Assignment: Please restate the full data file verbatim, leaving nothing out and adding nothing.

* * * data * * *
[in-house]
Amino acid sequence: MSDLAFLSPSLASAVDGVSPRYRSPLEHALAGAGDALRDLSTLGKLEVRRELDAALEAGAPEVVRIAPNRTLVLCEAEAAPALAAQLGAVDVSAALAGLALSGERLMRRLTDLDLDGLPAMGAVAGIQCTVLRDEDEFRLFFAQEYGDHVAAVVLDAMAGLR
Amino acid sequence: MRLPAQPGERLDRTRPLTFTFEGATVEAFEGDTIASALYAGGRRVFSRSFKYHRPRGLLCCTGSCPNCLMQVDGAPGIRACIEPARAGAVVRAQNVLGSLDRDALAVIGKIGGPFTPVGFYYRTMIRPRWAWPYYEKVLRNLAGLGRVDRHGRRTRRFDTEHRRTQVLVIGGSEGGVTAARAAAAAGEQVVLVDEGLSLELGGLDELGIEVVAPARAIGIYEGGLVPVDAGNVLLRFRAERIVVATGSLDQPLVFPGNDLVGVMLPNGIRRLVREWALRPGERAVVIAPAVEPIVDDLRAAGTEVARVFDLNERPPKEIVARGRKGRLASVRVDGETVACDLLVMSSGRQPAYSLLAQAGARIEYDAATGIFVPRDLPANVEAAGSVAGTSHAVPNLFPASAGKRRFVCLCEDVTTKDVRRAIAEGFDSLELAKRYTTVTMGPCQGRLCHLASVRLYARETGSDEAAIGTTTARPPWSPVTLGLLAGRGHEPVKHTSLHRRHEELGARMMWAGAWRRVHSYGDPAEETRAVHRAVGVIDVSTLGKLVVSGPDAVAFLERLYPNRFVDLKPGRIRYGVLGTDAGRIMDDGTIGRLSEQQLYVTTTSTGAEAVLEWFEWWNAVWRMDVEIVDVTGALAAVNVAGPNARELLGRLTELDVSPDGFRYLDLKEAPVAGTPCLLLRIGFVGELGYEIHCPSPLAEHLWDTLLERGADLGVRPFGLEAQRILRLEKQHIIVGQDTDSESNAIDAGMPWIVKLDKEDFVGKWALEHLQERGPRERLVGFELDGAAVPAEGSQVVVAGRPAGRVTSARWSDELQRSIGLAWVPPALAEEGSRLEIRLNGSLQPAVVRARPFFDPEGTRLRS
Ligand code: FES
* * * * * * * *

[in-house]
Amino acid sequence: MSDLAFLSPSLASAVDGVSPRYRSPLEHALAGAGDALRDLSTLGKLEVRRELDAALEAGAPEVVRIAPNRTLVLCEAEAAPALAAQLGAVDVSAALAGLALSGERLMRRLTDLDLDGLPAMGAVAGIQCTVLRDEDEFRLFFAQEYGDHVAAVVLDAMAGLR
Amino acid sequence: MRLPAQPGERLDRTRPLTFTFEGATVEAFEGDTIASALYAGGRRVFSRSFKYHRPRGLLCCTGSCPNCLMQVDGAPGIRACIEPARAGAVVRAQNVLGSLDRDALAVIGKIGGPFTPVGFYYRTMIRPRWAWPYYEKVLRNLAGLGRVDRHGRRTRRFDTEHRRTQVLVIGGSEGGVTAARAAAAAGEQVVLVDEGLSLELGGLDELGIEVVAPARAIGIYEGGLVPVDAGNVLLRFRAERIVVATGSLDQPLVFPGNDLVGVMLPNGIRRLVREWALRPGERAVVIAPAVEPIVDDLRAAGTEVARVFDLNERPPKEIVARGRKGRLASVRVDGETVACDLLVMSSGRQPAYSLLAQAGARIEYDAATGIFVPRDLPANVEAAGSVAGTSHAVPNLFPASAGKRRFVCLCEDVTTKDVRRAIAEGFDSLELAKRYTTVTMGPCQGRLCHLASVRLYARETGSDEAAIGTTTARPPWSPVTLGLLAGRGHEPVKHTSLHRRHEELGARMMWAGAWRRVHSYGDPAEETRAVHRAVGVIDVSTLGKLVVSGPDAVAFLERLYPNRFVDLKPGRIRYGVLGTDAGRIMDDGTIGRLSEQQLYVTTTSTGAEAVLEWFEWWNAVWRMDVEIVDVTGALAAVNVAGPNARELLGRLTELDVSPDGFRYLDLKEAPVAGTPCLLLRIGFVGELGYEIHCPSPLAEHLWDTLLERGADLGVRPFGLEAQRILRLEKQHIIVGQDTDSESNAIDAGMPWIVKLDKEDFVGKWALEHLQERGPRERLVGFELDGAAVPAEGSQVVVAGRPAGRVTSARWSDELQRSIGLAWVPPALAEEGSRLEIRLNGSLQPAVVRARPFFDPEGTRLRS
Ligand code: FES